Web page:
While many large infrastructure networks, such as power, water, and natural gas systems, have similar physical properties governing flows, these systems tend to have distinctly different sizes and topological structures. This paper seeks to understand how these different size-scales and topological features can emerge from relatively simple design principles. Specifically, we seek to describe the conditions under which it is optimal to build decentralized network infrastructures, such as a microgrid, rather than centralized ones, such as a large high-voltage power system. While our method is simple it is useful in explaining why sometimes, but not always, it is economical to build large, interconnected networks and in other cases it is preferable to use smaller, distributed systems. The results indicate that there is not a single set of infrastructure cost conditions under which optimally-designed networks will have highly centralized architectures. Instead, as costs increase we find that average network sizes increase gradually according to a power-law. When we consider the reliability costs, however, we do observe a transition point at which optimally designed networks become more centralized with larger geographic scope. As the losses associated with node and edge failures become more costly, this transition becomes more sudden.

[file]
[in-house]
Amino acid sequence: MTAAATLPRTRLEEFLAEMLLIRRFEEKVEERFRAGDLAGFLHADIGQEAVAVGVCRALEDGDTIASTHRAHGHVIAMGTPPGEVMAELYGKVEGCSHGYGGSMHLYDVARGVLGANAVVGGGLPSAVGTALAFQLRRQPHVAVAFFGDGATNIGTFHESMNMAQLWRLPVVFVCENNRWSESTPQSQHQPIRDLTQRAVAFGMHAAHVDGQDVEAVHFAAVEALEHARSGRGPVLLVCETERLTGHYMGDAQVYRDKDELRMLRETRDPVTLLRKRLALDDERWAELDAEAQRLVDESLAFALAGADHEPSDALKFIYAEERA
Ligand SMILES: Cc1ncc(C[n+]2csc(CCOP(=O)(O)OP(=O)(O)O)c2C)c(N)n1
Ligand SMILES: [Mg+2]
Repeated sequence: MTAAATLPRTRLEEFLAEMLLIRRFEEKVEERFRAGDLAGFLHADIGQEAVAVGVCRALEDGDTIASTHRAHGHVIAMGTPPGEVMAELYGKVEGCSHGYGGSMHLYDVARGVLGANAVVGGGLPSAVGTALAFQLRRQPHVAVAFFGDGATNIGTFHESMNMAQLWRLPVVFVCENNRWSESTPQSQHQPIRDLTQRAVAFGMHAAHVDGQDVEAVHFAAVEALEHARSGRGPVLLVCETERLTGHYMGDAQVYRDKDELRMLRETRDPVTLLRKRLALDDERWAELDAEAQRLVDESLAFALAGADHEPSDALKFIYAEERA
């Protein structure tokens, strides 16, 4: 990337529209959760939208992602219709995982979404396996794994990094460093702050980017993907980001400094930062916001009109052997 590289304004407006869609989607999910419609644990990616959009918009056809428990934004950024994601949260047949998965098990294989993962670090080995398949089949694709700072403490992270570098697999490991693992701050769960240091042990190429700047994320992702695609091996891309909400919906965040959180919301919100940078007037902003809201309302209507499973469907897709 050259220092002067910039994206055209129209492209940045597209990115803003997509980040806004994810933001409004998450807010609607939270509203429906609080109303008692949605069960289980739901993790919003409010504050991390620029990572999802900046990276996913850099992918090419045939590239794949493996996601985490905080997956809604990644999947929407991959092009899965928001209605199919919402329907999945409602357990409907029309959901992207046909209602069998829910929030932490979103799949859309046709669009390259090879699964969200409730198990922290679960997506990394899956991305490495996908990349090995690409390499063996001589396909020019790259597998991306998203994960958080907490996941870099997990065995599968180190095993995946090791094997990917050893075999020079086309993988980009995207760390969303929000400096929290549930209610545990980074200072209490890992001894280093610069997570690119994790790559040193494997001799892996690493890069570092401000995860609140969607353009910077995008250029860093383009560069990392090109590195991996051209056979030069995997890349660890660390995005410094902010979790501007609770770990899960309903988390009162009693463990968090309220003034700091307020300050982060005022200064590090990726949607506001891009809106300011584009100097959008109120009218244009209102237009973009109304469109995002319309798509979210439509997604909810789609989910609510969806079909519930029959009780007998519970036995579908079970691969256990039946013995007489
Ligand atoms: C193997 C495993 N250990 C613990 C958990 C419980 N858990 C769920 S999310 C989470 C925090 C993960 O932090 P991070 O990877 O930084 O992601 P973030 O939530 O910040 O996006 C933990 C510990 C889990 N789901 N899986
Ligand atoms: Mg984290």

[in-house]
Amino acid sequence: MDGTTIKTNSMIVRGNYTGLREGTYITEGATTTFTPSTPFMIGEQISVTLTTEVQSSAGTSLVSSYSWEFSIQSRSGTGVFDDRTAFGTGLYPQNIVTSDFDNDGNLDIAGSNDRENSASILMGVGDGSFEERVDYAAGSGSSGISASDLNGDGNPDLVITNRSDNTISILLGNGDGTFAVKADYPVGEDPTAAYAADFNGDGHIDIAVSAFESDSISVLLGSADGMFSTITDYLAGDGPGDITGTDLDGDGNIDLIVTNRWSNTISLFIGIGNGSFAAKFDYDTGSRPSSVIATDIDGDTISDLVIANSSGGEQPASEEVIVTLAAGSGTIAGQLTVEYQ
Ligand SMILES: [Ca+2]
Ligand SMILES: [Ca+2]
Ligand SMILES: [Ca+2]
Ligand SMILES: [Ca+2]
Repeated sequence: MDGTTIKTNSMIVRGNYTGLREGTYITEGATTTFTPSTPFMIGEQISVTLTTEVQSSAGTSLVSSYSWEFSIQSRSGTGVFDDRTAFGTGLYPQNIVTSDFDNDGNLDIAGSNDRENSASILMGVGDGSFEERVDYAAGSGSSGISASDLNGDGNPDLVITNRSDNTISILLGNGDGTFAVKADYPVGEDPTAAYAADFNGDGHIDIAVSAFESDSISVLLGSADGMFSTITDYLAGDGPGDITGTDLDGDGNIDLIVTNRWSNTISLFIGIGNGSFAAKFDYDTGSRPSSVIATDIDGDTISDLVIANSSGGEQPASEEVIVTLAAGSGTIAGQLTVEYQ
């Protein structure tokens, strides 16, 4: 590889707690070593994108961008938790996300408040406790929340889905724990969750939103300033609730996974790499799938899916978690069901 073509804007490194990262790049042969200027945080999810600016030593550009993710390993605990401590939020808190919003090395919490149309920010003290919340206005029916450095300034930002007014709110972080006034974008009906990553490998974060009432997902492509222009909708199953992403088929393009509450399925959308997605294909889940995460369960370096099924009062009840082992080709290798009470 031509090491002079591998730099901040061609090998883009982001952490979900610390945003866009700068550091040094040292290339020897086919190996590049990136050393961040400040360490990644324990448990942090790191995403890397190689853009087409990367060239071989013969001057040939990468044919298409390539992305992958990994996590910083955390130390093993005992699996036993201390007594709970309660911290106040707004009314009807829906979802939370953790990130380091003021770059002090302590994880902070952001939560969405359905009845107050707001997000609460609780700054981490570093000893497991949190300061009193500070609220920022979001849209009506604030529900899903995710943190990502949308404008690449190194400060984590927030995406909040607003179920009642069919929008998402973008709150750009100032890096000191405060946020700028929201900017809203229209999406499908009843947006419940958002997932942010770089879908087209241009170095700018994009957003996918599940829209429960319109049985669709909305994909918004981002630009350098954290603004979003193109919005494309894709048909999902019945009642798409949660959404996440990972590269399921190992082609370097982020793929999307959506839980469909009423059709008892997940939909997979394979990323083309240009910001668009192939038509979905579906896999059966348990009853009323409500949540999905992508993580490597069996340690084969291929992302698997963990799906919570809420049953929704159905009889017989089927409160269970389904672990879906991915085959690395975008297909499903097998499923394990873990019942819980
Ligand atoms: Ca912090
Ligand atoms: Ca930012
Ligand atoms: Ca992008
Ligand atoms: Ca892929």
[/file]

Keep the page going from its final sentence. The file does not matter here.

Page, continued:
Abstract:
The topological (graph) structure of complex networks often provides valuable information about the performance and vulnerability of the network. However, there are multiple ways to represent a given network as a graph. Electric power transmission and distribution networks have a topological structure that is straightforward to represent and analyze as a graph. However, simple graph models neglect the comprehensive connections between components that result from Ohm's and Kirchhoff's laws. This paper describes the structure of the three North American electric power interconnections, from the perspective of both topological and electrical connectivity. We compare the simple topology of these networks with that of random (Erdos and Renyi, 1959), preferential-attachment (Barabasi and Albert, 1999) and small-world (Watts and Strogatz, 1998) networks of equivalent sizes and find that power grids differ substantially from these abstract models in degree distribution, clustering, diameter and assortativity, and thus conclude that these topological forms may be misleading as models of power systems. To study the electrical connectivity of power systems, we propose a new method for representing electrical structure using electrical distances rather than geographic connections. Comparisons of these two representations of the North American power networks reveal notable differences between the electrical and topological structure of electric power networks.